This dual-system collaboration allows for greater accuracy for delivery targets. It also alerts your team when to stage outgoing shipments, when to expect delays and other time-sensitive information.
2. Efficient Labor Allocation
With variables such as the size of your facility and special material handling requirements, you need to approach efficiency differently at each stage of the workflow. Your WMS should be able to assist––if not outright allocate––these on-the-floor tasks in the most logical, efficient way possible.
Even if your system only delivers metrics, you’ll still be getting crucial decision-making data that you can shape into the best approach possible.
It’s essential to remember:
Time, effort, and resources are increasingly becoming a point of difference in busy marketplaces; “winging it” can be disastrous for long-term profits.
This is another point where dual-system collaboration will work in your favor. By building in or selecting a system that offers integration between your WMS and your labor management system (such as High Jump), you can even add an element of gamification. Challenge your workers to healthy competition for stand-out metrics, and keep track of important optimization data such as distance traveled, items picked per time period, and so on.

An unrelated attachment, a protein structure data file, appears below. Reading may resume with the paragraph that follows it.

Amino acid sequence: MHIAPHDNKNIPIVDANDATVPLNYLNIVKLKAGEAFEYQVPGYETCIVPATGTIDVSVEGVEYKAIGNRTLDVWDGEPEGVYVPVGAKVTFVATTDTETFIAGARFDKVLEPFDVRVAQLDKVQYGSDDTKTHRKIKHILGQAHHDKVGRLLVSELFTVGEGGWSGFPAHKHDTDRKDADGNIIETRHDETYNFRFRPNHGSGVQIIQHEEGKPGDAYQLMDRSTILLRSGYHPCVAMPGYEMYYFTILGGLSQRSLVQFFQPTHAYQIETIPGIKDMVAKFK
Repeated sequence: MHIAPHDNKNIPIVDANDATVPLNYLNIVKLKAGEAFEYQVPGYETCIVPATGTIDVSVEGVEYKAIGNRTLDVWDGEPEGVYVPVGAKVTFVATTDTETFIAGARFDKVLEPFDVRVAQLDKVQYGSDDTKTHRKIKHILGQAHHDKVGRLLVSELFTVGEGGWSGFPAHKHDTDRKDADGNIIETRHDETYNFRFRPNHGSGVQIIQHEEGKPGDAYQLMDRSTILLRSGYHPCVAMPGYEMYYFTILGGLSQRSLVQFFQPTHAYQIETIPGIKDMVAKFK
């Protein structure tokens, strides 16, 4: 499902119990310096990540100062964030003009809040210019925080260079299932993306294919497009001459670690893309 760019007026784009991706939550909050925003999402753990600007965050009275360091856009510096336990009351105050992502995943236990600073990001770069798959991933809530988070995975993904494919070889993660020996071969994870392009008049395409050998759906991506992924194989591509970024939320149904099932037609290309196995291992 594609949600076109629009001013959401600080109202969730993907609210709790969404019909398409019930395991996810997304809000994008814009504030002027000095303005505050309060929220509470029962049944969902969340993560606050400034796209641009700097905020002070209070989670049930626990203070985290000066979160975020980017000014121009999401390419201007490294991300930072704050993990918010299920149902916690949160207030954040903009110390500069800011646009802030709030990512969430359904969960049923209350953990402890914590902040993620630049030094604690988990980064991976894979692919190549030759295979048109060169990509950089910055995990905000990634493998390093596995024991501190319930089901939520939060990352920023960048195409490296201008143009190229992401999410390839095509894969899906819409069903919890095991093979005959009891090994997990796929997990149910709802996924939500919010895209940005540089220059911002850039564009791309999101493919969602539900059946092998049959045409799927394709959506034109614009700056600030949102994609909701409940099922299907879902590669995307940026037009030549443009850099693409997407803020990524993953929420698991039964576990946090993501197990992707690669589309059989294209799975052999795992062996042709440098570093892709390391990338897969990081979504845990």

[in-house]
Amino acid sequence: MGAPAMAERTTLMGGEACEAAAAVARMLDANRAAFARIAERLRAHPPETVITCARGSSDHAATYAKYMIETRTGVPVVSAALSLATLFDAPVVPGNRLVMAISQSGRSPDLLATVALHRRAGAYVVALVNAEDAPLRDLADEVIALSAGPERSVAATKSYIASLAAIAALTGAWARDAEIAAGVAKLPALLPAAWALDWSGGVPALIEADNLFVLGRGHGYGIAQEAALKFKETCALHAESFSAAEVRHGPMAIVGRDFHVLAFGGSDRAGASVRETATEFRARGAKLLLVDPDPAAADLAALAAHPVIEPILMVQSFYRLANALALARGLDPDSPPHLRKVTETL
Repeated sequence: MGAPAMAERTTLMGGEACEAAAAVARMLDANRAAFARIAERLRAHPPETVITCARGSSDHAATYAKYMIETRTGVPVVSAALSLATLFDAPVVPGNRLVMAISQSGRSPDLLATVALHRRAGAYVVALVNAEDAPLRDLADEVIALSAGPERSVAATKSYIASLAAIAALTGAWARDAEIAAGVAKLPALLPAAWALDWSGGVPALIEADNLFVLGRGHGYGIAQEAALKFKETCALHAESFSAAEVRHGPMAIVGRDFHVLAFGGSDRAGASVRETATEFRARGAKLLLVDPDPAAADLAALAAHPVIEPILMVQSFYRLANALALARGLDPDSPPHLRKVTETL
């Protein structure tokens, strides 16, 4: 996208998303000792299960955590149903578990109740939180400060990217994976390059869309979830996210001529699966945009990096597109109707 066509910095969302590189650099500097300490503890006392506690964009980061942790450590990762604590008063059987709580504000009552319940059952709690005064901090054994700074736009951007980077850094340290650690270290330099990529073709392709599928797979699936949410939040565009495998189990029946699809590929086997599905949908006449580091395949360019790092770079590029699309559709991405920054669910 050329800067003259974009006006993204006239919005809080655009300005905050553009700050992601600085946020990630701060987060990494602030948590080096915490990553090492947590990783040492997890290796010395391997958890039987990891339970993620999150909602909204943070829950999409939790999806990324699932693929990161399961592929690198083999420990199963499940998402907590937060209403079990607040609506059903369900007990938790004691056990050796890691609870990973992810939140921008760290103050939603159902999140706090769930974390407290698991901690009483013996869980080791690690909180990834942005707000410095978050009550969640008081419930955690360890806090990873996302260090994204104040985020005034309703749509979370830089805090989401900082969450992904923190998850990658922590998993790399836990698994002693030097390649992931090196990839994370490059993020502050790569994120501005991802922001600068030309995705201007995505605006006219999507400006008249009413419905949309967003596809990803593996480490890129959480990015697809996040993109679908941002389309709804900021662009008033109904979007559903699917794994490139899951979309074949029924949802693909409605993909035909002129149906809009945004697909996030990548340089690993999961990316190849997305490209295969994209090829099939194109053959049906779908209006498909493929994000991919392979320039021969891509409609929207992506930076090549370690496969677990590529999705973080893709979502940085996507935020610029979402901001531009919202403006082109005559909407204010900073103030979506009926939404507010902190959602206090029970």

You could also choose a WMS like JDA (RedPrairie), which has a completely separate labor management system, which integrates with your WMS of choice without sacrificing great integration and touch points.
3. Employee Morale
A WMS helps provide structure in the workplace, both literally and figuratively. Through Kenco’s in-house research, we’ve learned that this type of structural support boosts employee morale. In other words, knowing exactly where they should be and what they should be doing helps employees find fulfillment in their work.